|ABDULMALIK, TAKIYAH - Virginia Polytechnic Institution & State University|
|BOYER, RENEE - Virginia Polytechnic Institution & State University|
|MCKINNEY, JULIE - Virginia Polytechnic Institution & State University|
Submitted to: Meeting Abstract
Publication Type: Abstract Only
Publication Acceptance Date: 4/12/2010
Publication Date: 8/1/2010
Citation: Aabdulmalik,T.,Boyer,R.,Gurtler,J.,McKinney,J. 2010. Screening of Natural Antimicrobials for Inhibition of E.coli O157:H7 in a solidified apple juice medium [abstract].International Association of Food Protection 97th Annual Meeting. Anaheim,CA. p.1.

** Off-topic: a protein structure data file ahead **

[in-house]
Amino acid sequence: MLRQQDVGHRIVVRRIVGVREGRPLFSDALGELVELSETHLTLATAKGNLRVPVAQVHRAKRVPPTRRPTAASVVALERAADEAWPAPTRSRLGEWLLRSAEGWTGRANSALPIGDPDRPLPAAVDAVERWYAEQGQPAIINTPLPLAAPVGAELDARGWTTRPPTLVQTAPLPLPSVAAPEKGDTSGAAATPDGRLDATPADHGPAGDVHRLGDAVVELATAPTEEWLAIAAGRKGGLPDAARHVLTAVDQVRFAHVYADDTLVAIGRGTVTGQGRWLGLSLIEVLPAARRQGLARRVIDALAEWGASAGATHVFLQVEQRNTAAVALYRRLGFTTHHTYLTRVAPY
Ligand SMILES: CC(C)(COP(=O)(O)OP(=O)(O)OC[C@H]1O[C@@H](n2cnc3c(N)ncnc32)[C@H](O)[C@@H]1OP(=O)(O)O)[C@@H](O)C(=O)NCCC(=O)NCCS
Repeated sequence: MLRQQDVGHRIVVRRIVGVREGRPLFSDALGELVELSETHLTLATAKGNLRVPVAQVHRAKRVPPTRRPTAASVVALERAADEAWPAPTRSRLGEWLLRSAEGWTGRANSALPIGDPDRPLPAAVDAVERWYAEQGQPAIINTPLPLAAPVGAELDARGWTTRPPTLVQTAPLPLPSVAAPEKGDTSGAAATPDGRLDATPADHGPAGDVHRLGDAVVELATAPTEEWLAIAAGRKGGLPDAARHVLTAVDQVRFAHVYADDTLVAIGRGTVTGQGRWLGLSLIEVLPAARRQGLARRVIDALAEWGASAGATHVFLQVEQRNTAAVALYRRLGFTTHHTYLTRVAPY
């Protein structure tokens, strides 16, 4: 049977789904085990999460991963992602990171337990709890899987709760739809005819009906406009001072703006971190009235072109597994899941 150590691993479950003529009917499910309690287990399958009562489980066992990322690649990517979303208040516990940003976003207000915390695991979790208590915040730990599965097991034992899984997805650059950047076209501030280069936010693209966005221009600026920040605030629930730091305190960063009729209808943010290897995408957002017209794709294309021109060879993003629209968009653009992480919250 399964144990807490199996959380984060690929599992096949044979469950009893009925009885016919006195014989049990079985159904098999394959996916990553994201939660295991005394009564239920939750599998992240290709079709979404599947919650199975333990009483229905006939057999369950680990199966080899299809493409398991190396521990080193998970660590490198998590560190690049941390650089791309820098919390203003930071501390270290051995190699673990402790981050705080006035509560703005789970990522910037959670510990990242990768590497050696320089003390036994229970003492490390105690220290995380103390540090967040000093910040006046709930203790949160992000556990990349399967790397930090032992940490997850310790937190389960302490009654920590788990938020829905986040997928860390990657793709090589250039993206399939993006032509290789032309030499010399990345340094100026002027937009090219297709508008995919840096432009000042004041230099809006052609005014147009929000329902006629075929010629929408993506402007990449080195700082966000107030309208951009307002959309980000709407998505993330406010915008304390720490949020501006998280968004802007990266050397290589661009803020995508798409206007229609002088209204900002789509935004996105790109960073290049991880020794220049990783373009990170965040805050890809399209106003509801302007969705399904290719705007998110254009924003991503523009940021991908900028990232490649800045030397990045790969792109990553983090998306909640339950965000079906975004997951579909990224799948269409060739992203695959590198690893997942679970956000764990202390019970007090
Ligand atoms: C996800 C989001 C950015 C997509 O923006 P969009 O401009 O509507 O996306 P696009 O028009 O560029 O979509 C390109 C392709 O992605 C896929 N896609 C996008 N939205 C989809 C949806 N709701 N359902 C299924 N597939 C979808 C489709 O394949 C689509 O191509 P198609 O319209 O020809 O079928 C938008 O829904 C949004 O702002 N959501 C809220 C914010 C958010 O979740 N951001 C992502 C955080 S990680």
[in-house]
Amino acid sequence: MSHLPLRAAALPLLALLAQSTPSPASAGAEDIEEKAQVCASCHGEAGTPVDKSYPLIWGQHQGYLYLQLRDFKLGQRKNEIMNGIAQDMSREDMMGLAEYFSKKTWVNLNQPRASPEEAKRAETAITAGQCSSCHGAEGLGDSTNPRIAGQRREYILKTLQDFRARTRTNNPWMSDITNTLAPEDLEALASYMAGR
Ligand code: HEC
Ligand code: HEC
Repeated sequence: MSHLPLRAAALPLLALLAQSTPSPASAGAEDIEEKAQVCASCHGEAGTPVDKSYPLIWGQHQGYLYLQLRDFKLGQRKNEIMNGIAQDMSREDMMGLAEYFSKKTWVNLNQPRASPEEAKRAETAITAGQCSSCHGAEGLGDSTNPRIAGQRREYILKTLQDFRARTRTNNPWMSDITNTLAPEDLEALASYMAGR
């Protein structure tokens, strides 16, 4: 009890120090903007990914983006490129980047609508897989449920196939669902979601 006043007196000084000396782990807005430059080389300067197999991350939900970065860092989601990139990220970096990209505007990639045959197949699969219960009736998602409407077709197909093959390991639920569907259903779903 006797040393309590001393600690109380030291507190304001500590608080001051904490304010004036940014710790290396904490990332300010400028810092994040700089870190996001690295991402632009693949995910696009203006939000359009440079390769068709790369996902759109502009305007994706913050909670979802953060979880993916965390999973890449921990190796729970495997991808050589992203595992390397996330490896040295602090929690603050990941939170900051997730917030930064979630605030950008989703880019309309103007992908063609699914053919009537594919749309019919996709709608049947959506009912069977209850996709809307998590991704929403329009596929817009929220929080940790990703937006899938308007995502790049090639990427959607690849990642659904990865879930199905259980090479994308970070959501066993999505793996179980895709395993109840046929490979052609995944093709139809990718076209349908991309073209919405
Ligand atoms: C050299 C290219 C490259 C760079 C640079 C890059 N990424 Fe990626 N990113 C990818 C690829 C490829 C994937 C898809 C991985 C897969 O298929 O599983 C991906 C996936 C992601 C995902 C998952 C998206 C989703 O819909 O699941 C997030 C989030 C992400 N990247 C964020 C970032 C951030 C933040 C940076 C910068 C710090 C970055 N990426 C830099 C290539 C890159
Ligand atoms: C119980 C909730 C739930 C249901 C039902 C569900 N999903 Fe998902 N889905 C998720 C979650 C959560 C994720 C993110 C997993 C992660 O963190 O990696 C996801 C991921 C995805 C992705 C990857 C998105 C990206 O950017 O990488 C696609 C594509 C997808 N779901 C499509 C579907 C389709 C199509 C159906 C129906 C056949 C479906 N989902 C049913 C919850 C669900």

Technical Abstract: Introduction: Naturally occurring antimicrobials such as plant extracts and essential oils have been used in the food industry for years. Due to increased consumer demand for minimally processed juices there has been increased interest in the use of novel antimicrobial compounds isolated from natural substances. Purpose: The purpose of this study was to evaluate ten naturally occurring compounds for their antimicrobial effect against Escherichia coli O157:H7 in a solidified apple juice medium. Methods: Spiral Gradient Endpoint software was used to determine stock concentrations for all compounds. Each of the ten antimicrobial compounds was spiral plated onto separate 15cm plates containing apple juice agar (AJA) to create a concentration gradient on the plate (AJA=plate count agar supplemented with 10% of Motts apple juice, glucose, 4.68% w/v; sucrose, 0.18%; and fructose 5.94%). An 8 log CFU/ml culture of E. coli O157:H7 CIDER (clinical isolate from apple cider outbreak) was then vertically streaked across the gradient and evaluated after incubation (37°C for 24 hours) to determine the minimum inhibitory concentration (MIC) of each compound. Results: The compounds exhibiting the most significant inhibition of E. coli O157:H7 were sorbic acid (MIC=55.91 mg/L) and cinnamic acid (MIC=59.96mg/L) (p < 0.05). Methyl paraben, ethyl paraben, butyl paraben, propyl paraben and eugenol had significantly lower antimicrobial effectiveness than sorbic acid and cinnamic acid. The least effective compound was diacetyl (781.78 mg/L), requiring an ending concentration nearly 3 times greater than any other compound. Significance: Two of the ten compounds evaluated had significant antimicrobial activity at low levels against E. coli O157:H7 and have potential to be added to a juice beverage to control pathogen growth. Future studies may address the additive or synergistic inhibitory effects of these antimicrobials.